'Dr. Death' Season 2 Review: New Doctor, Same Intensity
DR. DEATH -- “Worth The Risk” Episode 202 -- Pictured: (l-r) Mandy Moore as Benita Alexander, Edgar Ramírez as Dr. Paolo Macchiarini -- (Photo by: David Giesbrecht/PEACOCK)

‘Dr. Death’ Season 2 Review: New Doctor, Same Intensity

As we sit in the shadows of the COVID-19 pandemic in a society where conspiracy theories and “personal research” are touted, some regard the medical field skeptically. However, many still view healthcare professionals in the highest regard, often without reproach. The general praise of doctors has allowed a few in the profession to get away with murder, literally. Based on the Wondery podcast, “Dr. Death: Miracle Man,” the second season of Peacock’s anthology series “Dr. Death” follows the real-life story of Dr. Paolo Macchiarini (Edgar Ramírez), whose web of deception stretched and spun across his private and professional lives, destroying anyone who dared to stand in his way. A whirlwind romance contrasting against horrific malpractice, the eight-episode season is a solid and compelling tale of the lies we tell ourselves when we are desperate for hope.

“Dr. Death” Season 2 begins with a pair of bloody gloved hands and the sounds of a transplant patient gasping for breath. This imagery and the audio are showcased countless times throughout the season. Before his deceit came crashing down around him, Paolo was believed to have revolutionalized regenerative medicine and organ transplantation by inventing synthetic tracheas or windpipes for both compassionate and elective use. Though the show takes place between 2011 and 2014, sliding back and forth in time, the opening chapters are primarily set in 2013. They focus on Benita Alexander (Mandy Moore), a talented New York City-based journalist working as a producer, juggling a busy career, a young daughter, Lizzi (Celestina Harris) and her ex-husband’s terminal cancer diagnosis. 

Sharp and put together, Benita first meets Paolo when she interviews him for a segment on his miracle procedure. Despite her ethics and boundaries, the reporter is swept away by Paolo’s passion and intelligence. While putting together her piece on his work, the pair embark on a secret love affair that comes to a screeching halt just three weeks before their intended wedding. Moore and Ramírez’s intense chemistry reveals how easy it was for such a self-assured woman to get lost in the charm of a world-renowned surgeon. Despite knowing the direction of the narrative, the doctor is endlessly likable.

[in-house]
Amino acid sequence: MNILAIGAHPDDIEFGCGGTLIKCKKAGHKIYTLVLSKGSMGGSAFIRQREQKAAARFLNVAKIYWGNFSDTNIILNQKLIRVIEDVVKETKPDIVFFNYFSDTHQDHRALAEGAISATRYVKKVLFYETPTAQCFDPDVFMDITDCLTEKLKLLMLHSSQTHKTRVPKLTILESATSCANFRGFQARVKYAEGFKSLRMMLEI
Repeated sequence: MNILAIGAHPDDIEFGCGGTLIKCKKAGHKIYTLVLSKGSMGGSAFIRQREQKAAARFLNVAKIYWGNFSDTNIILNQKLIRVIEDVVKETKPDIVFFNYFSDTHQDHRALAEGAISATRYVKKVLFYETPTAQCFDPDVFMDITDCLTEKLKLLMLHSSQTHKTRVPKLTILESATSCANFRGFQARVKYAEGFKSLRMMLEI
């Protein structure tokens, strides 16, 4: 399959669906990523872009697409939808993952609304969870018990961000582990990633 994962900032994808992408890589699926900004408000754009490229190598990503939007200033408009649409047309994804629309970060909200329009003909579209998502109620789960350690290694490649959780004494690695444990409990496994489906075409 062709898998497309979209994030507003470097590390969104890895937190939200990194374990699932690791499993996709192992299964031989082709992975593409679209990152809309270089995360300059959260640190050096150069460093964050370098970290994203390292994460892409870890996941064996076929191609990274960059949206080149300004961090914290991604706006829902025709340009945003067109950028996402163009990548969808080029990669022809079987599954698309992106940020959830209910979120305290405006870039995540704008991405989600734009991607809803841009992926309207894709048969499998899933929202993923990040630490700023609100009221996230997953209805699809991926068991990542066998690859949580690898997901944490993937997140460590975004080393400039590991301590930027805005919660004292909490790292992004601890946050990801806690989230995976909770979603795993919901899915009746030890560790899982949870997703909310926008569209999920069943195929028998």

Benita and Paolo’s romance is intercut with the goings on at Sweden’s prestigious Karolinska Institute in 2012. In Stockholm, Paolo and his groundbreaking research are given free rein to all the organization’s resources. Dr. Ana Lasbrey (Ashley Madekwe) is eager to learn about Paolo’s synthetic trachea transplants and even assist in surgeries. Dr. Anders Svensson (Gustaf Hammarsten) is more than willing to use his lab of rats to conduct trials using the transplants. However, Dr. Nathan Gamelli (Luke Kirby) is weary of Paolo from the beginning. For Nathan, the science involving stem cells and plastic doesn’t quite line up. 

Though the series is fine, the timeline feels convoluted as it jolts over the years before Benita and the good doctor connect. Moreover, the most compelling episodes of “Dr. Death” lie in the season’s second half. In Episode 4, “Tarantela Telaraña,” Benita uses her journalism training and starts picking at the holes in Paolo’s incredible life. Her investigation uncovers things she could have never expected. In portraying the disgraced surgeon, Ramírez is so controlled and endearing that when his facade finally shatters to show his overt narcissism and sociopathic tendencies, it’s almost shocking to see how monstrous he is. 

Episode 4 is intriguing, but the following chapter, titled “191,” is a standout. As Benita allows herself to indulge in a fairytale, a young Turkish woman, Yesim Cetir (Alisha Erozer), puts her trust in Paolo and his plastic windpipe. The heartbreaking episode showcases Dr. Nathan Gamelli’s race to save her as her organs begin failing. If some of these latter, hospital-focused sections that display rampant institutional failures had been put at the forefront of the season, with Paolo and Benita’s relationship trailing, it would have made for an even stronger, more sinister show. 

While the earliest episodes drag a bit, Moore never presents Benita as incapable or naive, but instead as someone who simply thought she had another chance at love. Additionally, in a series full of medical terms and countless visuals of surgeries and procedures, writer/showrunner Ashley Michel Hoban and the cast carefully ground the audience in this expansive con, plainly illustrating the complex medicine and malpractice that propped up the Italian doctor for so long. 

The show carefully constructs a monument of a man who has never truly faced real repercussions. The series also addresses the doctors and institutions who were duped and complicit in Paolo’s lies and the one woman who was willing to stand in her truth in the face of misogyny and disbelief so that Paolo’s house of cards might come tumbling down. Disturbing and well-acted, “Dr. Death” is about what we wish and hope for and the cruel realization of what’s actually possible.

“Dr. Death” Season 2 premieres on Peacock Dec. 21.